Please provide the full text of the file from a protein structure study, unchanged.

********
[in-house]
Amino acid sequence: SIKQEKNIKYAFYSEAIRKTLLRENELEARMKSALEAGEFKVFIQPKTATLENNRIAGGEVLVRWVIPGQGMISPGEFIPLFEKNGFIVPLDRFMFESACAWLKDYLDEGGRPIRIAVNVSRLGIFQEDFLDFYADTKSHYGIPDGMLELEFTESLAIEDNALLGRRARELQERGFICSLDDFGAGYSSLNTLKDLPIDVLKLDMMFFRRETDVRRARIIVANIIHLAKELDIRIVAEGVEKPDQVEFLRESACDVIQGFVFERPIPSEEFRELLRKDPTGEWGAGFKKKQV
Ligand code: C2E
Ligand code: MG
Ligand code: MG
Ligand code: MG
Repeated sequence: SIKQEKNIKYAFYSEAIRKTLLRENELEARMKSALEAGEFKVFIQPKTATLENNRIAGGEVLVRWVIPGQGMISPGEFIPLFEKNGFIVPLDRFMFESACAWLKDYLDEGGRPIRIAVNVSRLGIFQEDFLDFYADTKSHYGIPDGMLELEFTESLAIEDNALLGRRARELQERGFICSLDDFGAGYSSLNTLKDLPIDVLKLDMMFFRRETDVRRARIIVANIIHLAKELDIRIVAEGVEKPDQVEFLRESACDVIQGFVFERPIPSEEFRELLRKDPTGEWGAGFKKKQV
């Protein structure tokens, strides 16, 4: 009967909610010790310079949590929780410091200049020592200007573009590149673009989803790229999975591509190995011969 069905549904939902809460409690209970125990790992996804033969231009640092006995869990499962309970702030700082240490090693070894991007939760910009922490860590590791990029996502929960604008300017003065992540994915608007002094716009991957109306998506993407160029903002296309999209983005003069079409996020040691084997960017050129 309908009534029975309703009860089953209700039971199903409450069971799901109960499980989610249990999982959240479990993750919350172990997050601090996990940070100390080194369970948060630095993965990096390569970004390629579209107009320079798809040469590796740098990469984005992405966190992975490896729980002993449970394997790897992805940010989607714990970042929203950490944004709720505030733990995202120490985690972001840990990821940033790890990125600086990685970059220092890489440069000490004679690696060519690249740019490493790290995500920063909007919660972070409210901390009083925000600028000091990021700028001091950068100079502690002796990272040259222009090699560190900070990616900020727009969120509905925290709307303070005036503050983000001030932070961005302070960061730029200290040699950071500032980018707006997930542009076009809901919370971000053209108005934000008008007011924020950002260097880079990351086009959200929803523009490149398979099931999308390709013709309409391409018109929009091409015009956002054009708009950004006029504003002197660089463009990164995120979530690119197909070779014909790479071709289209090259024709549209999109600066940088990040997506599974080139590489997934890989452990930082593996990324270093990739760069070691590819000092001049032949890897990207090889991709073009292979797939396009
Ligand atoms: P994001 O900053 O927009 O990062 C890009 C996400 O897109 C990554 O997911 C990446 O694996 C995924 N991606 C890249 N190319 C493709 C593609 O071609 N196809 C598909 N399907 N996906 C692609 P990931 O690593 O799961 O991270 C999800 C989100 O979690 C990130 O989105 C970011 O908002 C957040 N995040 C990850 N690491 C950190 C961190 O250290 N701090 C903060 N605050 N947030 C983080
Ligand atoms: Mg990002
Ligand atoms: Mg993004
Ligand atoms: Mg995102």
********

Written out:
[in-house]
Amino acid sequence: SIKQEKNIKYAFYSEAIRKTLLRENELEARMKSALEAGEFKVFIQPKTATLENNRIAGGEVLVRWVIPGQGMISPGEFIPLFEKNGFIVPLDRFMFESACAWLKDYLDEGGRPIRIAVNVSRLGIFQEDFLDFYADTKSHYGIPDGMLELEFTESLAIEDNALLGRRARELQERGFICSLDDFGAGYSSLNTLKDLPIDVLKLDMMFFRRETDVRRARIIVANIIHLAKELDIRIVAEGVEKPDQVEFLRESACDVIQGFVFERPIPSEEFRELLRKDPTGEWGAGFKKKQV
Ligand code: C2E
Ligand code: MG
Ligand code: MG
Ligand code: MG
Repeated sequence: SIKQEKNIKYAFYSEAIRKTLLRENELEARMKSALEAGEFKVFIQPKTATLENNRIAGGEVLVRWVIPGQGMISPGEFIPLFEKNGFIVPLDRFMFESACAWLKDYLDEGGRPIRIAVNVSRLGIFQEDFLDFYADTKSHYGIPDGMLELEFTESLAIEDNALLGRRARELQERGFICSLDDFGAGYSSLNTLKDLPIDVLKLDMMFFRRETDVRRARIIVANIIHLAKELDIRIVAEGVEKPDQVEFLRESACDVIQGFVFERPIPSEEFRELLRKDPTGEWGAGFKKKQV
């Protein structure tokens, strides 16, 4: 009967909610010790310079949590929780410091200049020592200007573009590149673009989803790229999975591509190995011969 069905549904939902809460409690209970125990790992996804033969231009640092006995869990499962309970702030700082240490090693070894991007939760910009922490860590590791990029996502929960604008300017003065992540994915608007002094716009991957109306998506993407160029903002296309999209983005003069079409996020040691084997960017050129 309908009534029975309703009860089953209700039971199903409450069971799901109960499980989610249990999982959240479990993750919350172990997050601090996990940070100390080194369970948060630095993965990096390569970004390629579209107009320079798809040469590796740098990469984005992405966190992975490896729980002993449970394997790897992805940010989607714990970042929203950490944004709720505030733990995202120490985690972001840990990821940033790890990125600086990685970059220092890489440069000490004679690696060519690249740019490493790290995500920063909007919660972070409210901390009083925000600028000091990021700028001091950068100079502690002796990272040259222009090699560190900070990616900020727009969120509905925290709307303070005036503050983000001030932070961005302070960061730029200290040699950071500032980018707006997930542009076009809901919370971000053209108005934000008008007011924020950002260097880079990351086009959200929803523009490149398979099931999308390709013709309409391409018109929009091409015009956002054009708009950004006029504003002197660089463009990164995120979530690119197909070779014909790479071709289209090259024709549209999109600066940088990040997506599974080139590489997934890989452990930082593996990324270093990739760069070691590819000092001049032949890897990207090889991709073009292979797939396009
Ligand atoms: P994001 O900053 O927009 O990062 C890009 C996400 O897109 C990554 O997911 C990446 O694996 C995924 N991606 C890249 N190319 C493709 C593609 O071609 N196809 C598909 N399907 N996906 C692609 P990931 O690593 O799961 O991270 C999800 C989100 O979690 C990130 O989105 C970011 O908002 C957040 N995040 C990850 N690491 C950190 C961190 O250290 N701090 C903060 N605050 N947030 C983080
Ligand atoms: Mg990002
Ligand atoms: Mg993004
Ligand atoms: Mg995102």